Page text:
Farm Progress is part of the Informa Markets Division of Informa PLC

This site is operated by a business or businesses owned by Informa PLC and all copyright resides with them. Informa PLC's registered office is 5 Howick Place, London SW1P 1WG. Registered in England and Wales. Number 8860726.

Serving: West

Coping emotionally with disaster

Fear, anxiety can paralyze helpful reactions. Turn to personal, community support networks. Check with employee benefits programs for help.

People afflicted by disaster, whether flood, tornado or some other challenge, grapple with emotions triggered by loss. Understanding the stages and dealing with the emotions make big differences in how well we cope, said Wally Goddard, professor of family life for the University of Arkansas Division of Agriculture.

Those emotions can generally be understood by considering the stage of a disaster, he said.

  • Anticipation

Uncertainty, fear and anxiety typically accompany tornado, hurricane and flood warnings or other predictions of impending disasters.

In the anticipation phase, Goddard said, people should attempt to stay informed and take appropriate precautions, while monitoring and regulating their emotions.

“One of the challenges of a slow-developing disaster is that anxiety can disable us. When a crisis happens suddenly and quickly, we tend to respond instinctively and quickly. In contrast, one that grows and builds and leaves us wondering how bad things are going to get can sometimes paralyze us.

“Worrying can disable any helpful reaction. We’re suffering not only from what damage is done but also from anxiety about what damage might happen.”

  • Survival

This is the acute phase of a disaster with a focus on saving life and limb.

In the survival – or crisis – stage, the focus turns to doing whatever is necessary to address immediate needs and stay safe. This may involve moving family members away from a flood or securing ourselves during a storm.

“Dealing with the crisis is a little bit like triage. Trained professionals respond to injury by quickly assessing what is most important to sustain life,” Goddard said. “So in the case of flooding, if you have a reasonably good estimate of how soon the flood will come you make sure you have an exit strategy, you gather family members, and maybe you take some of those things that are most cherished – maybe family pets, scrapbooks or whatever is considered most valuable.”

To manage this stage of a crisis, clear thinking and sensible action are vital.

  • Waiting

In disasters there is often a time, especially in the case of flooding, when it’s not known when a disaster will peak and how much damage it will cause. People may be kept from their homes for days or weeks with no way of assessing the damage.

In the waiting stage, people may feel compelled to seek out conversation.

“One of the worst things for humans to do is to sit and fret,” Goddard said.

The act of helping others often brings a sense of reward and well-being, and these feelings can help relieve stress for some people, even if whatever they’re doing doesn’t improve their own situations.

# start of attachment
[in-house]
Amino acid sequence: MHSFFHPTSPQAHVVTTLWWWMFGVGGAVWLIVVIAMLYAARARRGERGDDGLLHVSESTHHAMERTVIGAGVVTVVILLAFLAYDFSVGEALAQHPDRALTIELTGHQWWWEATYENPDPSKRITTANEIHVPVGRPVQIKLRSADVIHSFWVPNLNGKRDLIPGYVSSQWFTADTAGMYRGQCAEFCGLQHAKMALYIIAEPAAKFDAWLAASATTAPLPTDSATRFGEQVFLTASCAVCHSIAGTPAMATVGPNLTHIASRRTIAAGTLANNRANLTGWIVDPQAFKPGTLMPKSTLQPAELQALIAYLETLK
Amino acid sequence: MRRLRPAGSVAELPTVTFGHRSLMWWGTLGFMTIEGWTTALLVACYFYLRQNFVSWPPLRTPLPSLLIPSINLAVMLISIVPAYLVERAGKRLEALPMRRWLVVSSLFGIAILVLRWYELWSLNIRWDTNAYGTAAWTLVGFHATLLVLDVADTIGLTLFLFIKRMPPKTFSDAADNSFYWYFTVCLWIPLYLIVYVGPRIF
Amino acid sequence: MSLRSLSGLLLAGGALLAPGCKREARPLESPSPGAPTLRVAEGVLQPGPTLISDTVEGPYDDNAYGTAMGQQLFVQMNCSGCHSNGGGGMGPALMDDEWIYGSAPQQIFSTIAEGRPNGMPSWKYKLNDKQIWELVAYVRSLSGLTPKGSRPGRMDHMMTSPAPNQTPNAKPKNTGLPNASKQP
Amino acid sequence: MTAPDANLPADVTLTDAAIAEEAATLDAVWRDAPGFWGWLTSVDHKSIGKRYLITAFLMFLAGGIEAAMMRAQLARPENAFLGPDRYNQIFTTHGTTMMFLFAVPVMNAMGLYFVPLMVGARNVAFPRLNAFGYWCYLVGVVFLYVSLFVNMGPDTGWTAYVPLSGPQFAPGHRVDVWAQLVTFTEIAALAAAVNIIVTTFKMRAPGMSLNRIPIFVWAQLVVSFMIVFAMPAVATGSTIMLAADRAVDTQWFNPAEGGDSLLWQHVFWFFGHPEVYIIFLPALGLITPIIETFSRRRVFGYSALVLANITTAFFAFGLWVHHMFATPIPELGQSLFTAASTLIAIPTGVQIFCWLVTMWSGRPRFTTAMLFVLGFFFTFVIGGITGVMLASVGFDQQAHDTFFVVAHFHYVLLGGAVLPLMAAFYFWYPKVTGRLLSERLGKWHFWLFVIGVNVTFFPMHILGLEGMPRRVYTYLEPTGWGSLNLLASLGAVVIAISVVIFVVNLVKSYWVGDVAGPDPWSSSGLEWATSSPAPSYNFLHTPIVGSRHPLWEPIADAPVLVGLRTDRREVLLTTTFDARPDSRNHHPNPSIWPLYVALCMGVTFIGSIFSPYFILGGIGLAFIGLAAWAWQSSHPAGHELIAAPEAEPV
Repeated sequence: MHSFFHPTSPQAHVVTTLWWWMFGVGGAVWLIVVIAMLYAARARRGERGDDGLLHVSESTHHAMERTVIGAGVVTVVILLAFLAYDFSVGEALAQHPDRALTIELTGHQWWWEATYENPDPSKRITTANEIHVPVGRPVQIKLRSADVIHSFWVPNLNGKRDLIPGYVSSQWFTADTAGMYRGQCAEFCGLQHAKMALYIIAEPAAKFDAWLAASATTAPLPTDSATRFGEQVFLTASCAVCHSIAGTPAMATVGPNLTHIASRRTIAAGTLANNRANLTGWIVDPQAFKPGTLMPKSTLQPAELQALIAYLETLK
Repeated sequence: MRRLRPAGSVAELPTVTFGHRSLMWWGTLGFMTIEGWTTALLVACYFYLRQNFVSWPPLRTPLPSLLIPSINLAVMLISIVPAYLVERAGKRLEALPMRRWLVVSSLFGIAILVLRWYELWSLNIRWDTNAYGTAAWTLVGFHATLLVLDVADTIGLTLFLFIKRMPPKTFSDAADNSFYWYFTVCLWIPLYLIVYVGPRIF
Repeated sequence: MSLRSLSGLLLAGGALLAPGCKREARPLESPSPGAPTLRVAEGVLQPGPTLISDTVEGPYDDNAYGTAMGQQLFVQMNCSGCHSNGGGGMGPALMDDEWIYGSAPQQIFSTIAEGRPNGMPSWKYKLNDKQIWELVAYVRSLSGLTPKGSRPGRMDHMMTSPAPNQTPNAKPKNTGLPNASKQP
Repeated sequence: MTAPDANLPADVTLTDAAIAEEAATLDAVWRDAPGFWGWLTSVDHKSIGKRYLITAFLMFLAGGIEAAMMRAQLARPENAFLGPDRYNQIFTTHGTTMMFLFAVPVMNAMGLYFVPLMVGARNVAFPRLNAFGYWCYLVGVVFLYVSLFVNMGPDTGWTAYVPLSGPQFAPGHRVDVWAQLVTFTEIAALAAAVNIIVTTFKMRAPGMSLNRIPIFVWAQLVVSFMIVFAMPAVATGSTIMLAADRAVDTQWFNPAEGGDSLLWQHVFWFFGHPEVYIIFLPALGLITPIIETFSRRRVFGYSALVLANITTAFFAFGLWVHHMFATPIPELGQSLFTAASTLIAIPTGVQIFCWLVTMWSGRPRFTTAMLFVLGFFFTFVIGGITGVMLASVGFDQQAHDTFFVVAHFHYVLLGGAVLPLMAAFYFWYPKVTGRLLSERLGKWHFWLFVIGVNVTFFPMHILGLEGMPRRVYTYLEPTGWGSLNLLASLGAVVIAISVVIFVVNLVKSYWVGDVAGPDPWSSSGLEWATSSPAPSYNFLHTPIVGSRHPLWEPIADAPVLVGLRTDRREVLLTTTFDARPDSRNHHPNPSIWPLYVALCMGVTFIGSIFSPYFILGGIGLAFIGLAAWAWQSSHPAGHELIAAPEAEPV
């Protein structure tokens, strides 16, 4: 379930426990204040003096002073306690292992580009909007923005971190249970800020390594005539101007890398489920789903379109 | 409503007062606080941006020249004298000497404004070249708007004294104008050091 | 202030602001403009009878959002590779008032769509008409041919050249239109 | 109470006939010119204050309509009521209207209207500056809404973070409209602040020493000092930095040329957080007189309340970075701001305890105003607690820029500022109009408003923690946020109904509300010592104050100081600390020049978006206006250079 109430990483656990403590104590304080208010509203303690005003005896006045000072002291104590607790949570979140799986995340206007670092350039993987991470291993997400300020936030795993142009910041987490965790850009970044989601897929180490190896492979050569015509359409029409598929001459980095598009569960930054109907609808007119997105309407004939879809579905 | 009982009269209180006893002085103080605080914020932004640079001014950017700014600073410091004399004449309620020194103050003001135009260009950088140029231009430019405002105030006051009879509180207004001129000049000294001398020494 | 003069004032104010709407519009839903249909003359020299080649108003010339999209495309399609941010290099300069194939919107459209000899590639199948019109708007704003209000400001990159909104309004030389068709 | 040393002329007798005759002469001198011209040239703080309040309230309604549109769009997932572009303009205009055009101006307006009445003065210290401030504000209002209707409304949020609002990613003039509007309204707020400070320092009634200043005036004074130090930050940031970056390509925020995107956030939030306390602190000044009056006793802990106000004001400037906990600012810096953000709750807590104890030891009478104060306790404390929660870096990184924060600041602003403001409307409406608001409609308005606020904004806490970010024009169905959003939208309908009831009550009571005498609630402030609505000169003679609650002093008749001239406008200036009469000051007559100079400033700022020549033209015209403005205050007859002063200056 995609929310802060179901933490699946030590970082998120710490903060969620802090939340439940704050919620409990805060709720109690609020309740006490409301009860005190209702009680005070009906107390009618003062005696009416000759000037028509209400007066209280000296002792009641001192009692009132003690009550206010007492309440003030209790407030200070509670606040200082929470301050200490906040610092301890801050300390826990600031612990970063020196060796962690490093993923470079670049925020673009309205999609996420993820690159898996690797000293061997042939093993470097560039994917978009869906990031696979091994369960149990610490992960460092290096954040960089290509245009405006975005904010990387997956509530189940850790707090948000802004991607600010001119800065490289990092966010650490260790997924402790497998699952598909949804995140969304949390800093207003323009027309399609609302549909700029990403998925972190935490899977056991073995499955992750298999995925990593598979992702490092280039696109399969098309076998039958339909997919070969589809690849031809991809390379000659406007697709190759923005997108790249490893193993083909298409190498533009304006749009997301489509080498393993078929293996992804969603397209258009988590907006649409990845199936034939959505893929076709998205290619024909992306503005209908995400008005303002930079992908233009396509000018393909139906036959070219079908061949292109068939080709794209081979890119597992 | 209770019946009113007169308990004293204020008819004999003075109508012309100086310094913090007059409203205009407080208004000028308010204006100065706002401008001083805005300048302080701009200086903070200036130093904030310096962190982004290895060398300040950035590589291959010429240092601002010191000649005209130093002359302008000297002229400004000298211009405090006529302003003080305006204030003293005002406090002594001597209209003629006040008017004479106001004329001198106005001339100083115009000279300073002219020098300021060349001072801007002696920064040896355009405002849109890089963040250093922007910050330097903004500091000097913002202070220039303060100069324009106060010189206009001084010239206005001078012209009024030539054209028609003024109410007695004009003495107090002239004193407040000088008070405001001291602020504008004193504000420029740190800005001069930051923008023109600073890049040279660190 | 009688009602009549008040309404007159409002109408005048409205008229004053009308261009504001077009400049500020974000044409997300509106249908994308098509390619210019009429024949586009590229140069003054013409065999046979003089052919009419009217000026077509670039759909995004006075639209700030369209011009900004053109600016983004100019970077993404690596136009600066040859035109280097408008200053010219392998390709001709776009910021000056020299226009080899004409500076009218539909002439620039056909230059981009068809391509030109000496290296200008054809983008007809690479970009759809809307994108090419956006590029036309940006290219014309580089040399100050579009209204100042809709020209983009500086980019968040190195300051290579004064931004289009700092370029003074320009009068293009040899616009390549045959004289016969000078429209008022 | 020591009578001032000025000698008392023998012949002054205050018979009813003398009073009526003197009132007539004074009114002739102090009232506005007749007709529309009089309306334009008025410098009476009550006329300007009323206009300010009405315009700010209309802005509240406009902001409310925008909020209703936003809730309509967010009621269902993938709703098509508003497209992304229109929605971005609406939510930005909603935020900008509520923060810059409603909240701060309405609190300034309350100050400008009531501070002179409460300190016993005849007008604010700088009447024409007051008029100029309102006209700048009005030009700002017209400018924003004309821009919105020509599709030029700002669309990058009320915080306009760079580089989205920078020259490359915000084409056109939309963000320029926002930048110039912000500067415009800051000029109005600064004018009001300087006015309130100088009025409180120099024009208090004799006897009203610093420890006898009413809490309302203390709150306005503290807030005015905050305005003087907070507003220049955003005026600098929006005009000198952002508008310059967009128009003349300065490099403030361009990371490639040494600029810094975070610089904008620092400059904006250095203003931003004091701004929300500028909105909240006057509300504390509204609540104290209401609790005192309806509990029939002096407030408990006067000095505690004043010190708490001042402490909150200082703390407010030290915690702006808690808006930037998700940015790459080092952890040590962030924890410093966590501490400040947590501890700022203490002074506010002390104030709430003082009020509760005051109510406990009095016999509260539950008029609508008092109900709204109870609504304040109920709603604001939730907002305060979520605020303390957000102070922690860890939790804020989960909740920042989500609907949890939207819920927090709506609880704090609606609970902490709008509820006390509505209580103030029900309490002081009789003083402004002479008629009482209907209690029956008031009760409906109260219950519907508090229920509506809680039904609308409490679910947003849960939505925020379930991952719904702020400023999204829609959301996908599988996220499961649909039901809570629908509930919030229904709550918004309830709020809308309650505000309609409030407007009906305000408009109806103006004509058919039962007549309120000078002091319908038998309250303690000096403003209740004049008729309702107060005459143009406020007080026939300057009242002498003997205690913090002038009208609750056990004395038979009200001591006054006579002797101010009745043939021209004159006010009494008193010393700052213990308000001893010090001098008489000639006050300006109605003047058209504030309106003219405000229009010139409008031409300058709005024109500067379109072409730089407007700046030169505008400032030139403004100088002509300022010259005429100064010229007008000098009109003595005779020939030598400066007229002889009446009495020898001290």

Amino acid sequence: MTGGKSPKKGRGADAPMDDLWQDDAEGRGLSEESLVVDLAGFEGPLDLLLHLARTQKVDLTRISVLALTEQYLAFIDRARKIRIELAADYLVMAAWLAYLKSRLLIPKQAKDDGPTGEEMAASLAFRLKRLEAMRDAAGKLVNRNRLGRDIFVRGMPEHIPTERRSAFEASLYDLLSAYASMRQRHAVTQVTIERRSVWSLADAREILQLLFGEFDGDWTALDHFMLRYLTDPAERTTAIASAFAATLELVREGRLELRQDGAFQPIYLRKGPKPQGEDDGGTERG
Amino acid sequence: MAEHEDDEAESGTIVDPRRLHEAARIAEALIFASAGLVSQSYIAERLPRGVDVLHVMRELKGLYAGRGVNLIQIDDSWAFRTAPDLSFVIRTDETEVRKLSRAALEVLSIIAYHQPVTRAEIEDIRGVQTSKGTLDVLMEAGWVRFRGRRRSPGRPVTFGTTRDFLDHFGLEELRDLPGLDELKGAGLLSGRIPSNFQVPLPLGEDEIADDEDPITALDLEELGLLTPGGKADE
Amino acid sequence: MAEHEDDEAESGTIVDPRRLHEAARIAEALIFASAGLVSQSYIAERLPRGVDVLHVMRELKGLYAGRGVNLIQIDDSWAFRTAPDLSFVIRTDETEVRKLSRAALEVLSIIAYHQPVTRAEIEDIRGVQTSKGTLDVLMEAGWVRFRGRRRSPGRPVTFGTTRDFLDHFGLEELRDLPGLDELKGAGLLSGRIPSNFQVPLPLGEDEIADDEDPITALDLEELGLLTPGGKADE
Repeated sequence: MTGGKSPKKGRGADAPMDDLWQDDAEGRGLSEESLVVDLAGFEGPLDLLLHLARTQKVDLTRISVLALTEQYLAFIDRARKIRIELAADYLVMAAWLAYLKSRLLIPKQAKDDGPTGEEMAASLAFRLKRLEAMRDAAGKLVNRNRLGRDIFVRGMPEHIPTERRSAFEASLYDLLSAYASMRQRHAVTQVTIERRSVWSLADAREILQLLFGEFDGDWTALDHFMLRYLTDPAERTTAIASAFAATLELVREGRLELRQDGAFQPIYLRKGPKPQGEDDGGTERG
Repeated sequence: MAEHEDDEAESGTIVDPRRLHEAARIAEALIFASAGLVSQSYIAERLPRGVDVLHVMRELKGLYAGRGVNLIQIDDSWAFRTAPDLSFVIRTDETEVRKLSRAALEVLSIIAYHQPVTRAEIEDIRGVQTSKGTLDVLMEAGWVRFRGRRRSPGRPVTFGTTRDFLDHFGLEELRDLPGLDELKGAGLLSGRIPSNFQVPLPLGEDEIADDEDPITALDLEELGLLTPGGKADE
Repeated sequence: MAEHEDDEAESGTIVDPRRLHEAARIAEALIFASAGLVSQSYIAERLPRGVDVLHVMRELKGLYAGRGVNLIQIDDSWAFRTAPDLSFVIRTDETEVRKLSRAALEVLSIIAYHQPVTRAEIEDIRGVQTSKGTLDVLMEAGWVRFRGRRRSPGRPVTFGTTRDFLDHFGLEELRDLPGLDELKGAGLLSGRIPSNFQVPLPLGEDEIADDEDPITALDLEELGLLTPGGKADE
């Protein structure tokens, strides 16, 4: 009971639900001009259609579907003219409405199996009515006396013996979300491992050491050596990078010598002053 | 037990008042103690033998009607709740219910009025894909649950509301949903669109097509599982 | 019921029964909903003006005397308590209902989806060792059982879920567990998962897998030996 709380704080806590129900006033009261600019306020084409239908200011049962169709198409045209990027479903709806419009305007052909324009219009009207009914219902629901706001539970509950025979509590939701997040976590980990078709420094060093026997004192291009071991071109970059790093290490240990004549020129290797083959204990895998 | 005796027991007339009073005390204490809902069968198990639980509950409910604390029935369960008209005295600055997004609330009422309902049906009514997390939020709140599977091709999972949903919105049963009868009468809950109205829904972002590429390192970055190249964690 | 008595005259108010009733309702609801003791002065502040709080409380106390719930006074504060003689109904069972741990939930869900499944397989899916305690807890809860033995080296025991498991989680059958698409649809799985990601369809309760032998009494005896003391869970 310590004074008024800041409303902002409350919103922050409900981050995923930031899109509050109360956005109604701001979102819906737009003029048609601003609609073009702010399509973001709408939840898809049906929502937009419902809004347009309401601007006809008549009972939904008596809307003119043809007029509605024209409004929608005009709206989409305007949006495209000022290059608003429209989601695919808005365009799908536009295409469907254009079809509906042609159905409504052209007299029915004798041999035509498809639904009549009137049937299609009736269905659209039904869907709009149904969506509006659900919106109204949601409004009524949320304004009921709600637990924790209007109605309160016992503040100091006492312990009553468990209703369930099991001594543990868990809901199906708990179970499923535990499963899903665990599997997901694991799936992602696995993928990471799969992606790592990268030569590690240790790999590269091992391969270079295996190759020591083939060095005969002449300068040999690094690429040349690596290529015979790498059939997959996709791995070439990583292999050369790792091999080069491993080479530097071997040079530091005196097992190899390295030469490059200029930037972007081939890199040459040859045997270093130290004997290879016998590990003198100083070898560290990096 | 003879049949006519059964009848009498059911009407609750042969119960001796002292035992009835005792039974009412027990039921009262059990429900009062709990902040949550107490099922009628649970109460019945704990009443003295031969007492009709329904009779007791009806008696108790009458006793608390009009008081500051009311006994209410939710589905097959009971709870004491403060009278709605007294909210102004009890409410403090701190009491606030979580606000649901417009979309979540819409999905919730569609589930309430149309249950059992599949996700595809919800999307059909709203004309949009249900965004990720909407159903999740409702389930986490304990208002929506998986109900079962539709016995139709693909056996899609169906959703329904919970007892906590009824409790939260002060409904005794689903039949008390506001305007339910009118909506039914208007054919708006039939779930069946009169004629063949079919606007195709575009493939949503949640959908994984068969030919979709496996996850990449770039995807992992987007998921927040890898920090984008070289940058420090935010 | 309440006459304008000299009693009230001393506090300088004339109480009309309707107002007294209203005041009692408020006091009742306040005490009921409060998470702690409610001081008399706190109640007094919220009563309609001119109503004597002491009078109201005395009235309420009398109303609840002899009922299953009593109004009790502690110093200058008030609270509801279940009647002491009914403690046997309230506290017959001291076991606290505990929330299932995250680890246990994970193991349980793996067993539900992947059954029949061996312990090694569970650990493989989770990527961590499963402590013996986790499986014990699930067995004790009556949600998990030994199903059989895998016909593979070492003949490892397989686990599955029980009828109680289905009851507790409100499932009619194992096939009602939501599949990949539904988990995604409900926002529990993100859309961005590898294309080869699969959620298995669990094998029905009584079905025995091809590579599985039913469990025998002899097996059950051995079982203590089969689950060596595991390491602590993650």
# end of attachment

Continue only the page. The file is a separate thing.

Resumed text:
“It could be sandbagging or volunteering in the neighborhood even though that doesn’t have a direct impact on the current crisis.

“The waiting time is an especially good time for flood victims to find something they enjoy doing and that might be something as simple as taking walks, it could be reading a book, it could be knitting – something that allows them to keep their minds and hands busy.”

In the waiting stage, people may feel compelled to seek out conversation.

“Sometimes it’s helpful to talk to people and feel understood and supported and cared about, but it’s important not to obsess about it, not to let fretting about possibilities overwhelm us.”

  • Recovery

The phase after a disaster can be especially difficult as disaster victims assess their losses and experience the exhaustion and discouragement of navigating food, money and insurance issues.

In the recovery stage, people should begin to identify needs and tap into the resources they have – things like friendship networks, support services and faith – to meet those needs. Then they can come up with a specific plan to get their lives back on track.

“In the later stages of recovery as we start to stabilize emotionally we may even do some benefit-finding,” said Goddard. “As recovery progresses, people may be able to say, ‘Well, we’ve got a new roof and we’re closer as a neighborhood.’ Or they may say, ‘At least we’re alive’.”

Goddard cautions against hyper-focusing -- getting so caught up in crisis-related issues that you drop regular activities and hobbies. We need to make space in our lives for activities that restore us.

“Taking walks, being with friends, eating healthy meals or maybe even pursuing hobbies such as woodworking, reading, singing – anything that helps us recharge our batteries so that we’re better able to cope with the challenges we’re dealing with.”

Disaster victims should check with their employee assistance program managers and health plan contact points to learn about benefits that can help them through this difficult time.

For more information about food safety, contact your county Extension office or visit

Hide comments


  • Allowed HTML tags: <em> <strong> <blockquote> <br> <p>

Plain text

  • No HTML tags allowed.
  • Web page addresses and e-mail addresses turn into links automatically.
  • Lines and paragraphs break automatically.